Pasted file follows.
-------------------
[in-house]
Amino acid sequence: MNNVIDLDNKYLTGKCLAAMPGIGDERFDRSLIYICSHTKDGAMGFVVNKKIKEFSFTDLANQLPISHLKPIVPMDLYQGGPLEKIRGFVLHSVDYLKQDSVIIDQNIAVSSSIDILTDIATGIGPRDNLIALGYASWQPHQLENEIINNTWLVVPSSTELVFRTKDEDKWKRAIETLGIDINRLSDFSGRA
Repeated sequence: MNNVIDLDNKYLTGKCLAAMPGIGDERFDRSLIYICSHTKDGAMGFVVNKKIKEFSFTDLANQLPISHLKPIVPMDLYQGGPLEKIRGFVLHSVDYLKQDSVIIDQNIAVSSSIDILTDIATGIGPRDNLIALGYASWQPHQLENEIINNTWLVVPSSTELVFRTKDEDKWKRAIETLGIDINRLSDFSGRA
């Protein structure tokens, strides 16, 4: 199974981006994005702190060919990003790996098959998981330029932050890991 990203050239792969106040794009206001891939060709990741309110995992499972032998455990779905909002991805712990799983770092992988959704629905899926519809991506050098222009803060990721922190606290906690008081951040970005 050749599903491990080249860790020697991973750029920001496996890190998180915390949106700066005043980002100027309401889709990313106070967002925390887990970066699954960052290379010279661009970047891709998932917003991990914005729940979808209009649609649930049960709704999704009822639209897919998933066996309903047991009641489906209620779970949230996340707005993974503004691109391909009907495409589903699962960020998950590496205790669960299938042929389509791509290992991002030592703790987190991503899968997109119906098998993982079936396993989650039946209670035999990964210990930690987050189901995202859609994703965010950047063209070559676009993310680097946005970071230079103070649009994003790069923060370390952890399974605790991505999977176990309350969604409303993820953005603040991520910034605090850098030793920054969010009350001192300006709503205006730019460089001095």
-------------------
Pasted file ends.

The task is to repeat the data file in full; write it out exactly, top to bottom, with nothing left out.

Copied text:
[in-house]
Amino acid sequence: MNNVIDLDNKYLTGKCLAAMPGIGDERFDRSLIYICSHTKDGAMGFVVNKKIKEFSFTDLANQLPISHLKPIVPMDLYQGGPLEKIRGFVLHSVDYLKQDSVIIDQNIAVSSSIDILTDIATGIGPRDNLIALGYASWQPHQLENEIINNTWLVVPSSTELVFRTKDEDKWKRAIETLGIDINRLSDFSGRA
Repeated sequence: MNNVIDLDNKYLTGKCLAAMPGIGDERFDRSLIYICSHTKDGAMGFVVNKKIKEFSFTDLANQLPISHLKPIVPMDLYQGGPLEKIRGFVLHSVDYLKQDSVIIDQNIAVSSSIDILTDIATGIGPRDNLIALGYASWQPHQLENEIINNTWLVVPSSTELVFRTKDEDKWKRAIETLGIDINRLSDFSGRA
């Protein structure tokens, strides 16, 4: 199974981006994005702190060919990003790996098959998981330029932050890991 990203050239792969106040794009206001891939060709990741309110995992499972032998455990779905909002991805712990799983770092992988959704629905899926519809991506050098222009803060990721922190606290906690008081951040970005 050749599903491990080249860790020697991973750029920001496996890190998180915390949106700066005043980002100027309401889709990313106070967002925390887990970066699954960052290379010279661009970047891709998932917003991990914005729940979808209009649609649930049960709704999704009822639209897919998933066996309903047991009641489906209620779970949230996340707005993974503004691109391909009907495409589903699962960020998950590496205790669960299938042929389509791509290992991002030592703790987190991503899968997109119906098998993982079936396993989650039946209670035999990964210990930690987050189901995202859609994703965010950047063209070559676009993310680097946005970071230079103070649009994003790069923060370390952890399974605790991505999977176990309350969604409303993820953005603040991520910034605090850098030793920054969010009350001192300006709503205006730019460089001095």